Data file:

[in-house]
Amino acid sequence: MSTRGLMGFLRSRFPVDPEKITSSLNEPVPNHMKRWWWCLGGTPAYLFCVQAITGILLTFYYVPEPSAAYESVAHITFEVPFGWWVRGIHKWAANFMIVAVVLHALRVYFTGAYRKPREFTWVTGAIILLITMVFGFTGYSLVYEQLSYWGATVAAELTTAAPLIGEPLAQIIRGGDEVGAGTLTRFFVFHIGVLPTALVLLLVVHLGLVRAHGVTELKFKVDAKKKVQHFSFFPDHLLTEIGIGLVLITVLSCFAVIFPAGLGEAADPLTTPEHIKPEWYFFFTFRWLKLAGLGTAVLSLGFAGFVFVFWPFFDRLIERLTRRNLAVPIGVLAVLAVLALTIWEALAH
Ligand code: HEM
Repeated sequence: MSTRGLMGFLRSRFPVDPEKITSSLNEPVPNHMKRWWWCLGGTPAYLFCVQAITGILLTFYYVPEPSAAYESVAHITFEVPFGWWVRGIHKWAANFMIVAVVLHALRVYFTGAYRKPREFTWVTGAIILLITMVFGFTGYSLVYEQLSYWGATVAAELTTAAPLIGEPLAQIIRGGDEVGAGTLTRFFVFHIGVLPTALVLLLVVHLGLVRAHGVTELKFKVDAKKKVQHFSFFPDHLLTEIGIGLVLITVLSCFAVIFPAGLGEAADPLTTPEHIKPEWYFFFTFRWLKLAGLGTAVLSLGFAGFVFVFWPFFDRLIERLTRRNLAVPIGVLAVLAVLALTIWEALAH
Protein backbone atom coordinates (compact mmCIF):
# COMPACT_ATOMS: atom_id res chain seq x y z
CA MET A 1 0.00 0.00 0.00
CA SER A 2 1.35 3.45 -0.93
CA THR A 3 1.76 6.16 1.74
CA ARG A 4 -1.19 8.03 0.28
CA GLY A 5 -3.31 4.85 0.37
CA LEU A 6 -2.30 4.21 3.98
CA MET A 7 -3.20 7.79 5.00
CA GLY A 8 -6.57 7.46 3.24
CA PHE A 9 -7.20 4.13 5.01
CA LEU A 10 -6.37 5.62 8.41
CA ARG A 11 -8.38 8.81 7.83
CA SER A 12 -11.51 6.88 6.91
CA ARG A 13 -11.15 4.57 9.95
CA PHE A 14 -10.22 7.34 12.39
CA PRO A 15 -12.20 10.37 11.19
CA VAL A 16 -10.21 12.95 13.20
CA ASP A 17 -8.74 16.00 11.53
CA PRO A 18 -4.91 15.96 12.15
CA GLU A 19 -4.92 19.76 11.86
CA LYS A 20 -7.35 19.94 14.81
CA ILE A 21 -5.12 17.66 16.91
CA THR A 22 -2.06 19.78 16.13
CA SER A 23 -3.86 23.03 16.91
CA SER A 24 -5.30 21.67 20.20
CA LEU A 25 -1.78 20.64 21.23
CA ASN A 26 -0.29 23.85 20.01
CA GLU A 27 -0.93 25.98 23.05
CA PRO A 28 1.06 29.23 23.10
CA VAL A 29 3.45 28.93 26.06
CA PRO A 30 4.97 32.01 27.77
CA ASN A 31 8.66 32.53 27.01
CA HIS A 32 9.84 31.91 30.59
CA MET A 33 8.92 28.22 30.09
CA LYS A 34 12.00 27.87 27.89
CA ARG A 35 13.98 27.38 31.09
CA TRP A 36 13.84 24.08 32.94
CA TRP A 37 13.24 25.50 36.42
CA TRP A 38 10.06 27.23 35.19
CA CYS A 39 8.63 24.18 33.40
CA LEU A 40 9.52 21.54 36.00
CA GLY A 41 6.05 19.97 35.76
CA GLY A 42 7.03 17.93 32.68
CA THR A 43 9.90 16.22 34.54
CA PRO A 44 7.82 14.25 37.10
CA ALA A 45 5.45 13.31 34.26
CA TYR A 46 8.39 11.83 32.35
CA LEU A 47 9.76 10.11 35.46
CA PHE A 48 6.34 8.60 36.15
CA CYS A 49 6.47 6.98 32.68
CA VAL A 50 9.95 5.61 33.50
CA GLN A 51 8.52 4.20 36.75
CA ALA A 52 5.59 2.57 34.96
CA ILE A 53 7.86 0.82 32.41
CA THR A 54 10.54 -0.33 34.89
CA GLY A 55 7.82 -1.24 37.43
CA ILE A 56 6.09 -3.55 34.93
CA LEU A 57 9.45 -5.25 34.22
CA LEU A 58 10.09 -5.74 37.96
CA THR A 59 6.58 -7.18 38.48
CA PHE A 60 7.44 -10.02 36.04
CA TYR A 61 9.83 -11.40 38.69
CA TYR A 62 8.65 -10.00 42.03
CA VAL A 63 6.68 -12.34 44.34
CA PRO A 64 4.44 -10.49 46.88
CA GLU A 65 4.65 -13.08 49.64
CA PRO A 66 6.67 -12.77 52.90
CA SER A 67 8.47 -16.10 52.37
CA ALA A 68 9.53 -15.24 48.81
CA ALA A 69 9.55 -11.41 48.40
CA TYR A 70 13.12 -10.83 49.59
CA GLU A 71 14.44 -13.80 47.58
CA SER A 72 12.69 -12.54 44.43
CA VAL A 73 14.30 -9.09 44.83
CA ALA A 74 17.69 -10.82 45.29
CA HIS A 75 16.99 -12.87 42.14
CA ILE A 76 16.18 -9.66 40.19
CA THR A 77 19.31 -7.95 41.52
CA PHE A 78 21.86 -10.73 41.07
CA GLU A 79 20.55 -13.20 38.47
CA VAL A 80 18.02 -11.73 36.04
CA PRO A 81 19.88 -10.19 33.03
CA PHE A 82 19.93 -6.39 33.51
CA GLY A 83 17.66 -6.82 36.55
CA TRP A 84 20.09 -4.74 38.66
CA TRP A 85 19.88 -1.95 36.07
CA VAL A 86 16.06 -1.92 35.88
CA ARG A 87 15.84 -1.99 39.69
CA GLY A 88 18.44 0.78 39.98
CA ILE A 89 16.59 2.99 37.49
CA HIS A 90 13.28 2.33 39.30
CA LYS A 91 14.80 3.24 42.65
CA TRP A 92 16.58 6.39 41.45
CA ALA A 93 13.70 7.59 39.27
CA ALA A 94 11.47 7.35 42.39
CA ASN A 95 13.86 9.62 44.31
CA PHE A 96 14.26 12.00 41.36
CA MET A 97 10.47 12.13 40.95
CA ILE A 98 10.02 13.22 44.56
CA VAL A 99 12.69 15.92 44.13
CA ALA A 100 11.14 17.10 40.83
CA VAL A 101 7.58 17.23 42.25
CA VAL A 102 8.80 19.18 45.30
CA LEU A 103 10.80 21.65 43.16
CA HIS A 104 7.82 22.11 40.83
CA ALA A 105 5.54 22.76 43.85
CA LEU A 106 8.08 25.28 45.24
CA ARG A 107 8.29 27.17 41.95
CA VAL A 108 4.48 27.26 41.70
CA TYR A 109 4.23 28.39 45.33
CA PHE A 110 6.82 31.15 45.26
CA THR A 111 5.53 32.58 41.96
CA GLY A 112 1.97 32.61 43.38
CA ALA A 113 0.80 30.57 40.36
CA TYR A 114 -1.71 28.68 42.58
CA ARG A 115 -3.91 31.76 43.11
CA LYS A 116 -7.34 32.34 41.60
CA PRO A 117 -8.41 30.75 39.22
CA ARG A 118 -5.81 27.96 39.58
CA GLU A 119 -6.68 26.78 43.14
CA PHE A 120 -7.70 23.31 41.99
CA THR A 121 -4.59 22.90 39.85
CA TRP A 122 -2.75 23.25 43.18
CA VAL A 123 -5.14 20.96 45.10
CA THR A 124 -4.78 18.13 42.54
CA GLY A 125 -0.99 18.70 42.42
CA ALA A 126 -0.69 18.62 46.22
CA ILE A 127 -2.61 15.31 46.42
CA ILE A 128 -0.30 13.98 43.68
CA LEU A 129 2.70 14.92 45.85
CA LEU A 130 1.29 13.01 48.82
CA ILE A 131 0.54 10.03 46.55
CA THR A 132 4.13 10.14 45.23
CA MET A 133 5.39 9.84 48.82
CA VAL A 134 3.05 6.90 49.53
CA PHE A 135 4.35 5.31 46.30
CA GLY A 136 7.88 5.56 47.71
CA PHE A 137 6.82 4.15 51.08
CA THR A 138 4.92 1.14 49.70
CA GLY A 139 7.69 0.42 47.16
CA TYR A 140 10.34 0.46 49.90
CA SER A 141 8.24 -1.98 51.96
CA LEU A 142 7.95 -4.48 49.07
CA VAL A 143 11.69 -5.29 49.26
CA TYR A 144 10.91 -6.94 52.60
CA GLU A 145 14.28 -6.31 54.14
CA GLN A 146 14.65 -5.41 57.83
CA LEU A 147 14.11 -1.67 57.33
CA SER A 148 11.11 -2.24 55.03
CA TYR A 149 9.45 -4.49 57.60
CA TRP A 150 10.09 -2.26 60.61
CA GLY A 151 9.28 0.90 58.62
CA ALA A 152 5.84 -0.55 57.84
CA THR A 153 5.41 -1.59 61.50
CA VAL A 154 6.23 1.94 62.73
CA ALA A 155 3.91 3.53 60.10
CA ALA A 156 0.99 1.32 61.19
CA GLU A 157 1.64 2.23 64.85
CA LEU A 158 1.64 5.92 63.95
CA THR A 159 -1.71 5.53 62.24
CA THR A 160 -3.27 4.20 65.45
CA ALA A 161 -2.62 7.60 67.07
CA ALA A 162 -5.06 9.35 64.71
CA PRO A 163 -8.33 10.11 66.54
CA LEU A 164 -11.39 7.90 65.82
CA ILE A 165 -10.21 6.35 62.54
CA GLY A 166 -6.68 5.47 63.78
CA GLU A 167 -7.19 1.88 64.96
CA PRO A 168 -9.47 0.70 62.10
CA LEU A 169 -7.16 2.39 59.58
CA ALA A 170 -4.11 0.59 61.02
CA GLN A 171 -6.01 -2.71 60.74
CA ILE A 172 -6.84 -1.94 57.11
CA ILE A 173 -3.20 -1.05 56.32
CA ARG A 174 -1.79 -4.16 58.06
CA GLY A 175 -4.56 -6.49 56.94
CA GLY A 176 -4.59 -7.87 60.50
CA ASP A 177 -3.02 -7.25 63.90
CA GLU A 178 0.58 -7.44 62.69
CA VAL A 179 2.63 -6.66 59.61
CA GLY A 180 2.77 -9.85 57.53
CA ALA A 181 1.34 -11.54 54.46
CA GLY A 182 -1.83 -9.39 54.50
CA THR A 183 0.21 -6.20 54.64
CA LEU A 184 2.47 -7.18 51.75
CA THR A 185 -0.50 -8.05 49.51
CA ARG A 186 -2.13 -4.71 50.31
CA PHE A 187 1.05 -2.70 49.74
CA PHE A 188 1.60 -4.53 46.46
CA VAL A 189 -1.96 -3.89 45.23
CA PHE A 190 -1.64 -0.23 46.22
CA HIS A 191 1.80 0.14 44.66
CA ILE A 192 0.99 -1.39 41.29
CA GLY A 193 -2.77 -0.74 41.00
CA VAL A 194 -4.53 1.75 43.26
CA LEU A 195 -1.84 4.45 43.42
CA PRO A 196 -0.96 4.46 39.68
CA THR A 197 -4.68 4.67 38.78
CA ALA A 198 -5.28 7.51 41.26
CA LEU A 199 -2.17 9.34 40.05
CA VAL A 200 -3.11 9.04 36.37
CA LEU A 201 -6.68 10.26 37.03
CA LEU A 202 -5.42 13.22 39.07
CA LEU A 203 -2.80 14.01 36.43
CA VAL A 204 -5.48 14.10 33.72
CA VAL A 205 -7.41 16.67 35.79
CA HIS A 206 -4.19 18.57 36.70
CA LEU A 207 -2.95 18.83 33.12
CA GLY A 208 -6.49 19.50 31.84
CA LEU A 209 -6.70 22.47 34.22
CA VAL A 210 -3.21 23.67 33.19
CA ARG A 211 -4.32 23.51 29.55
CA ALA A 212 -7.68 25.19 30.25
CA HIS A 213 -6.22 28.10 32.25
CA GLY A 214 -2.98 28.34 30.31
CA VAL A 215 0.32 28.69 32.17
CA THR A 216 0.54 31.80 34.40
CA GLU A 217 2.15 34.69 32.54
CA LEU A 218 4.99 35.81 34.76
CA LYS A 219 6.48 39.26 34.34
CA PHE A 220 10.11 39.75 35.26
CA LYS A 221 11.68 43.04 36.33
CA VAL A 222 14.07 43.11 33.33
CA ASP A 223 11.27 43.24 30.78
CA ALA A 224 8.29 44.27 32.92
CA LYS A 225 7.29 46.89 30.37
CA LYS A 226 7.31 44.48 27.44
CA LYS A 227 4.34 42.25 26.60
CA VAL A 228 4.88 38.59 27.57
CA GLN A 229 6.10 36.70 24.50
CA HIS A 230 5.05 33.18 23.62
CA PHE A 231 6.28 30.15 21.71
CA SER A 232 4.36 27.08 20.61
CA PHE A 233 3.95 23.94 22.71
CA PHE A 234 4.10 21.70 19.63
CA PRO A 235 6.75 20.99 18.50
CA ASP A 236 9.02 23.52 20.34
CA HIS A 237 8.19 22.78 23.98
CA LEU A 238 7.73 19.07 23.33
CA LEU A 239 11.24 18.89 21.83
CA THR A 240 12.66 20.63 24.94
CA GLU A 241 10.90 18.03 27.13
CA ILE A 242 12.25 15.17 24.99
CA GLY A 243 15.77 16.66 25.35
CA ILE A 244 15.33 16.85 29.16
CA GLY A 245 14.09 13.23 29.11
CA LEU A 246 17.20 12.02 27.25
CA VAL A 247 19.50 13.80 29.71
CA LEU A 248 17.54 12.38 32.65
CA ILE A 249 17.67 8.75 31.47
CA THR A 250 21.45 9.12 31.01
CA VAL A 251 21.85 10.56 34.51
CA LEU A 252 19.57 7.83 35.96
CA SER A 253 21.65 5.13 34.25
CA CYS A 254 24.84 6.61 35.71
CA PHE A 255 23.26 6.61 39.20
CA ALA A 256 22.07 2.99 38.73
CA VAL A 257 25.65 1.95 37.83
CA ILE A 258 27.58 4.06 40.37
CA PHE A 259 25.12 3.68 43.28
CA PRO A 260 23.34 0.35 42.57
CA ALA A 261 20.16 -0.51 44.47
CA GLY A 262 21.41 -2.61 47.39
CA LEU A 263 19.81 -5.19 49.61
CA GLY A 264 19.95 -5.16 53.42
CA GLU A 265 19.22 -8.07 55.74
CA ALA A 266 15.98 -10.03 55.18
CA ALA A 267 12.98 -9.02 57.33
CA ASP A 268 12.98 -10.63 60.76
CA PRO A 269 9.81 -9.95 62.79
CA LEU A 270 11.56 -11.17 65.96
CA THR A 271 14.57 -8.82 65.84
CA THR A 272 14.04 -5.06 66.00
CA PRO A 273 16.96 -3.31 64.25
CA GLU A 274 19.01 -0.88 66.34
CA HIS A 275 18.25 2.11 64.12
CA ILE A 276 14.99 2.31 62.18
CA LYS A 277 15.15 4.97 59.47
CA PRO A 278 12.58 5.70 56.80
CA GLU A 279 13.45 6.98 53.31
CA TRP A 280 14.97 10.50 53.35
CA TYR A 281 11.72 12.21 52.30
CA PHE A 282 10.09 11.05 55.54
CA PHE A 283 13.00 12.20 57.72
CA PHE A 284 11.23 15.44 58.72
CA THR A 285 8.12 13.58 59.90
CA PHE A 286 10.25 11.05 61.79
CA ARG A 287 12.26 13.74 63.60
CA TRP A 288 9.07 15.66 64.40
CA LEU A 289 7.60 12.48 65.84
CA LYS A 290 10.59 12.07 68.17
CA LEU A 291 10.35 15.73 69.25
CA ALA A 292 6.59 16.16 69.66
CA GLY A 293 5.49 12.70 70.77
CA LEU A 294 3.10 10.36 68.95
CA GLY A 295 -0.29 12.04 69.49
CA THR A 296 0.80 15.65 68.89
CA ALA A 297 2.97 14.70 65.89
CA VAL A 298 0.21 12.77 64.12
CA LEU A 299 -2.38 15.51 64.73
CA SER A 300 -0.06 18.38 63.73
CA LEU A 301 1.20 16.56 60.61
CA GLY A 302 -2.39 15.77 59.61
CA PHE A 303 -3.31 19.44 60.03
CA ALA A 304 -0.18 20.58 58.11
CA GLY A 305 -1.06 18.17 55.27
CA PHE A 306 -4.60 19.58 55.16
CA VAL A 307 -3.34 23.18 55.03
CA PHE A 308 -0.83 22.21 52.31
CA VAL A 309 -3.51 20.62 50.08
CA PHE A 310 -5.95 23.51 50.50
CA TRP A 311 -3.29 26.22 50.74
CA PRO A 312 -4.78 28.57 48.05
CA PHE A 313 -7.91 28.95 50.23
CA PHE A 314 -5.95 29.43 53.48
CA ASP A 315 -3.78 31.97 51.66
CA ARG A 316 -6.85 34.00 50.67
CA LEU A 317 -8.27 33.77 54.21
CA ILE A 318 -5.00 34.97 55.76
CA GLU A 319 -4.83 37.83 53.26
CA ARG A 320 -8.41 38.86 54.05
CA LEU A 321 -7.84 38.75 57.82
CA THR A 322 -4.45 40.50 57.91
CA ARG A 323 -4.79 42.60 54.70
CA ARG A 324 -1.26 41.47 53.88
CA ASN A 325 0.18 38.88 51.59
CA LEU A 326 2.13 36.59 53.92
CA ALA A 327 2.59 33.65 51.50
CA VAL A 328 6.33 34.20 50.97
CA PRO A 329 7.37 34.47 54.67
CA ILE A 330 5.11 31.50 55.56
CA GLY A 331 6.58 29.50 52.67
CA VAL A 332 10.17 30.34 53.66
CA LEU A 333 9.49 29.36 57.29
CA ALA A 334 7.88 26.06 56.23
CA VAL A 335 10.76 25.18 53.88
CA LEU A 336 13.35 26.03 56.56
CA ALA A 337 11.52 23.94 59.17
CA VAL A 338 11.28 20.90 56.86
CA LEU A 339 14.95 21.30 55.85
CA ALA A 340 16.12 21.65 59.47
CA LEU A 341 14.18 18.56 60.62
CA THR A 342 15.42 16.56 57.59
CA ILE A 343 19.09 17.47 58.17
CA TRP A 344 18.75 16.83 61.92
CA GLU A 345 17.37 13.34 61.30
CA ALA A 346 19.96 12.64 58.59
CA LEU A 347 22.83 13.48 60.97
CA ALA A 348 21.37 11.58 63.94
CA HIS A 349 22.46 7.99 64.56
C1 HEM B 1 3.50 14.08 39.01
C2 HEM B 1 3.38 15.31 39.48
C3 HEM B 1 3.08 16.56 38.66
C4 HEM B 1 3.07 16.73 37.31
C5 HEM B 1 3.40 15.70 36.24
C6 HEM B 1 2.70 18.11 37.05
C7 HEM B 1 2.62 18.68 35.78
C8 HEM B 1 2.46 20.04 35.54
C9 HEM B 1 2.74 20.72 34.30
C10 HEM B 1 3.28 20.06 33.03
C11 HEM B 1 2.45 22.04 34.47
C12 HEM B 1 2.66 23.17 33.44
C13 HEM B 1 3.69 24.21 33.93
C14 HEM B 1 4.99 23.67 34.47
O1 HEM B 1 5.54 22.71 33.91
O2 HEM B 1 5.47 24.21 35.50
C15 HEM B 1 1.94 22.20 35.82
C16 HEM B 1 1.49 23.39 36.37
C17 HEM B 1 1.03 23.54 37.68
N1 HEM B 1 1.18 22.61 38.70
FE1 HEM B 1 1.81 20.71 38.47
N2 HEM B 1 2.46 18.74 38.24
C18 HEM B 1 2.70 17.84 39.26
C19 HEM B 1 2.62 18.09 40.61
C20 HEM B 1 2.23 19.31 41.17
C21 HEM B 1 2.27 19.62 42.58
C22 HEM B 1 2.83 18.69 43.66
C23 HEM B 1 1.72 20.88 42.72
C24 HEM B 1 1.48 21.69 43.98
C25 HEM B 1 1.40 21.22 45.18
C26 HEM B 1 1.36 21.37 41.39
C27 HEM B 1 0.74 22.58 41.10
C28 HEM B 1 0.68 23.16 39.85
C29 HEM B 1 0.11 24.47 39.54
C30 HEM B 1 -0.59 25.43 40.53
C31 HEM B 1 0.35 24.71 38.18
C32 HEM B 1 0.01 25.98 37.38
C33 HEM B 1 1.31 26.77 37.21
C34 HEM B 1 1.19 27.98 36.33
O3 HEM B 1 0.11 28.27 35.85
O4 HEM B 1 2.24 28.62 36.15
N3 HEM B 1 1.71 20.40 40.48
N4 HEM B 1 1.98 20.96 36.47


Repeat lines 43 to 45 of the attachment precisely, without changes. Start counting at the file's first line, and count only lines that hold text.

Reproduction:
CA TRP A 37 13.24 25.50 36.42
CA TRP A 38 10.06 27.23 35.19
CA CYS A 39 8.63 24.18 33.40